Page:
That is according to a new CDC study. It means unvaccinated adult maybe endangering their own children or other people's children who are too young to get the vaccine. Many of the unvaccinated are admitting they regret their choice in some cases to avoid the shot once COVID came for them.

You see sad story after sad story. They didn't trust the vaccine. Hey thought they were young and healthy. They didn't have to worry about it or they kept putting it off, putting off that vaccination for later like this 15-year-old who spent 11 days on a ventilator.


PAULINA VELASQUEZ, 15-YEAR-OLD HOSPITALIZED WITH COVID: My message technically is, just if you're eligible to get the vaccine, please do.


ACOSTA: No information, conflicting information, misinformation, any of which can lead people down an unnecessary path of illness and loss. Clear, honest messaging is more important now than ever before as kids head back into the classroom and as Americans wait to learn when they will need a booster shot to stay protected.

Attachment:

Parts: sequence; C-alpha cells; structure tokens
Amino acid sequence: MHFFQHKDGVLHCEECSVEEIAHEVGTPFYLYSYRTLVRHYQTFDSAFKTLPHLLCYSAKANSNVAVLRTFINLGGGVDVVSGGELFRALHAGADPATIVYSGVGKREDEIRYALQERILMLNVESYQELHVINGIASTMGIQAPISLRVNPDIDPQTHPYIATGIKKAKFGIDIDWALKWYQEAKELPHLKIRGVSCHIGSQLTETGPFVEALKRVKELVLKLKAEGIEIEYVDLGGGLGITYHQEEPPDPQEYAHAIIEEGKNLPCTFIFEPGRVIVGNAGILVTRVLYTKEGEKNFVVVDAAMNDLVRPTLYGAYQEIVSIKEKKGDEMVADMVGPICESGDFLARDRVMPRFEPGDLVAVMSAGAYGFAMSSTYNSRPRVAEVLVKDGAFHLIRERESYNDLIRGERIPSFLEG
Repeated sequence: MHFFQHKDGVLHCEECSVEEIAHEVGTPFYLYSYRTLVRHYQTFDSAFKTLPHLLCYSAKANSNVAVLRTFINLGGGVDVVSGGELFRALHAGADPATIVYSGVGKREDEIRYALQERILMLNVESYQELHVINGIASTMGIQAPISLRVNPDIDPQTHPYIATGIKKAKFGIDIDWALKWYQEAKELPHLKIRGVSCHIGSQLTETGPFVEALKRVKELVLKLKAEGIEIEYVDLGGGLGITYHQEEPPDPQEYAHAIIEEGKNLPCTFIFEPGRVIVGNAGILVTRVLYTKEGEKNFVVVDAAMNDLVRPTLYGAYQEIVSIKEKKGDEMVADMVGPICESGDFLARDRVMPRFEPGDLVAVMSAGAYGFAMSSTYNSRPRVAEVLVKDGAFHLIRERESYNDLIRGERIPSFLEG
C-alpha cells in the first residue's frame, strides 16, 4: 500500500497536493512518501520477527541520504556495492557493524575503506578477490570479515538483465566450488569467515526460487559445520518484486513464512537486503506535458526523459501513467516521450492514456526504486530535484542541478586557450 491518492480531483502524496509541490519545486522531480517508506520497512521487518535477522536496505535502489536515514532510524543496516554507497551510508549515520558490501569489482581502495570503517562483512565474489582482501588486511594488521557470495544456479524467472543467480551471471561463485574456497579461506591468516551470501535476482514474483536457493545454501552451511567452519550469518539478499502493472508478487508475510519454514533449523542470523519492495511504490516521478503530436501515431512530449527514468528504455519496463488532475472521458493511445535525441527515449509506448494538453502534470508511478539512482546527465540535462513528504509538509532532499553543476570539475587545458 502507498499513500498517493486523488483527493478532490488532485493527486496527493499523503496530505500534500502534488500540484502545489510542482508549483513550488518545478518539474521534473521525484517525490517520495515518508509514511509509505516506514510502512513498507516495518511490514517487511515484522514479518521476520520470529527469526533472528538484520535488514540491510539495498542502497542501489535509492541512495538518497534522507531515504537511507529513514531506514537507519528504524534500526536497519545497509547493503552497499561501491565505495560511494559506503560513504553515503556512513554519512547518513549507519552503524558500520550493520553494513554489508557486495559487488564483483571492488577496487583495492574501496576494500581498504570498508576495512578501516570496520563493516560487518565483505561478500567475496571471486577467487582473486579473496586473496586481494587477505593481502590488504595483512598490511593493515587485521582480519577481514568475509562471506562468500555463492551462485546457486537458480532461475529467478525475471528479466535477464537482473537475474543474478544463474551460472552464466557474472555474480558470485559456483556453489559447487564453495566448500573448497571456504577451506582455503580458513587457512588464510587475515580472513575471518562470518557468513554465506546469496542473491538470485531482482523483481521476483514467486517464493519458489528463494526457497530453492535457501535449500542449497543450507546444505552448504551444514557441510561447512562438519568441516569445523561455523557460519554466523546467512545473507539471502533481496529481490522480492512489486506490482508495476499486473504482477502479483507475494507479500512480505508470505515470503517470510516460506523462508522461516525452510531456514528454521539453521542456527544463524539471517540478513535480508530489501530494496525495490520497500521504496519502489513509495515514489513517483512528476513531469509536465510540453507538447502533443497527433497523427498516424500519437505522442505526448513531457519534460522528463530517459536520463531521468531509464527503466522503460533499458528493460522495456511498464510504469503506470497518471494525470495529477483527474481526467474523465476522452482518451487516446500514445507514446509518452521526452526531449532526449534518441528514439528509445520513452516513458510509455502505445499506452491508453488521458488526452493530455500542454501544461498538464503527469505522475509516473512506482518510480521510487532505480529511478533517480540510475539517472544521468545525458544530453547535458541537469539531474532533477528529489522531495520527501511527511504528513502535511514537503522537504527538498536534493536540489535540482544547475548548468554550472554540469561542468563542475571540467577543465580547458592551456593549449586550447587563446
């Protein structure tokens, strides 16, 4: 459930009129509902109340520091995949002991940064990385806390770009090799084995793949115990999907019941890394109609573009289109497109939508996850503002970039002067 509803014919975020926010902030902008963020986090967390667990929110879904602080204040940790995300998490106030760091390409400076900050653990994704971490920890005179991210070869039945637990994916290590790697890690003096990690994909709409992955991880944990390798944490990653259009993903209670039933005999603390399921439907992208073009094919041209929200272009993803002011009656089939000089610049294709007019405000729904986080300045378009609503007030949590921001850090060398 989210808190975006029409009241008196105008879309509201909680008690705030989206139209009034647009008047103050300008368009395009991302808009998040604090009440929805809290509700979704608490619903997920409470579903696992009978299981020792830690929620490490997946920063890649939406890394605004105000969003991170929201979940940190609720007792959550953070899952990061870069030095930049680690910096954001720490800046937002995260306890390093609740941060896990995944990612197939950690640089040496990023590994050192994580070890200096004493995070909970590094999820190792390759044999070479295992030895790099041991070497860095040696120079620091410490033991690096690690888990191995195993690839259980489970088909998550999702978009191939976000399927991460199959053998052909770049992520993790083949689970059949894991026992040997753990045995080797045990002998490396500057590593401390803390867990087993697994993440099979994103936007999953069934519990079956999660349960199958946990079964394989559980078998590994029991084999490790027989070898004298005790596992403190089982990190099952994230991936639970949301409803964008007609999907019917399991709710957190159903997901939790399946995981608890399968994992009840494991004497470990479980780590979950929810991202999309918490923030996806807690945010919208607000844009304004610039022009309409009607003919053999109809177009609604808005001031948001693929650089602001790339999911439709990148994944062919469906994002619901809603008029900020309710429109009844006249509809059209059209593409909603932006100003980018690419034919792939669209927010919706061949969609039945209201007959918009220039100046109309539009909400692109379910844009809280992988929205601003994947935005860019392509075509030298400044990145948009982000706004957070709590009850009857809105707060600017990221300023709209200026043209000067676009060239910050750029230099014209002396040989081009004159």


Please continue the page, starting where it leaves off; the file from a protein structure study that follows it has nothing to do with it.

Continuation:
The last hour we talked with Dr. Anthony Fauci. He said misinformation is the enemy of public health. And I'm joined now by CNN's Natasha Chen in Los Angeles. Natasha, I know you're tracking this. I didn't mention the west coast. I know they've had their issues. What's the situation out there right now?

NATASHA CHEN, CNN NATIONAL CORRESPONDENT: Right. Well, Jim, if you take a look at California's hospitalizations, it is severely increased over the last couple of months. And that kind of mirrors what's been going on across the country. In particular here, in the central valley, San Joaquin Valley, which encompasses about 12 states.

The state department of health says that fewer than 10 percent of staffed ICU beds have remained available for three consecutive days. So, a bit similar to what you said about Georgia. This central valley area is also less vaccinated than some of the urban areas in California.

In one particular county, Kings County, not even one-third of adults are fully vaccinated. But let's take a broader look at the entire country because I think you'll find similar stories everywhere. We are talking about 300 percent higher new COVID cases, a seven-day average of new cases per 100,000 residents compared to this same Labor Day Weekend last year.